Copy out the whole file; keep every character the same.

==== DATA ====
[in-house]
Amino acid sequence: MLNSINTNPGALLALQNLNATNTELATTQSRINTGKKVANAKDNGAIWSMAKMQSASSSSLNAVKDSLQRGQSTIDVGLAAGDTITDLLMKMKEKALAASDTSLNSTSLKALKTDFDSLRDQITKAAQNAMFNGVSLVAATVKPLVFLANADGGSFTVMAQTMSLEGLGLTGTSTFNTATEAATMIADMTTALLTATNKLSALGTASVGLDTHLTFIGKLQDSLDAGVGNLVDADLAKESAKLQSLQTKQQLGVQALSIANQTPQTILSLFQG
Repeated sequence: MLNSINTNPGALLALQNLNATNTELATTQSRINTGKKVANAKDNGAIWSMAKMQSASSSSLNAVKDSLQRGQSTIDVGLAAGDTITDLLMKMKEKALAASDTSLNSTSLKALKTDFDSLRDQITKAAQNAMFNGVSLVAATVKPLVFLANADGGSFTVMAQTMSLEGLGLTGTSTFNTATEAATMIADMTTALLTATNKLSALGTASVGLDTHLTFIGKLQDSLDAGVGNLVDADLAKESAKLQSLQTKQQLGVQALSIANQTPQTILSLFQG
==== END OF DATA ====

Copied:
[in-house]
Amino acid sequence: MLNSINTNPGALLALQNLNATNTELATTQSRINTGKKVANAKDNGAIWSMAKMQSASSSSLNAVKDSLQRGQSTIDVGLAAGDTITDLLMKMKEKALAASDTSLNSTSLKALKTDFDSLRDQITKAAQNAMFNGVSLVAATVKPLVFLANADGGSFTVMAQTMSLEGLGLTGTSTFNTATEAATMIADMTTALLTATNKLSALGTASVGLDTHLTFIGKLQDSLDAGVGNLVDADLAKESAKLQSLQTKQQLGVQALSIANQTPQTILSLFQG
Repeated sequence: MLNSINTNPGALLALQNLNATNTELATTQSRINTGKKVANAKDNGAIWSMAKMQSASSSSLNAVKDSLQRGQSTIDVGLAAGDTITDLLMKMKEKALAASDTSLNSTSLKALKTDFDSLRDQITKAAQNAMFNGVSLVAATVKPLVFLANADGGSFTVMAQTMSLEGLGLTGTSTFNTATEAATMIADMTTALLTATNKLSALGTASVGLDTHLTFIGKLQDSLDAGVGNLVDADLAKESAKLQSLQTKQQLGVQALSIANQTPQTILSLFQG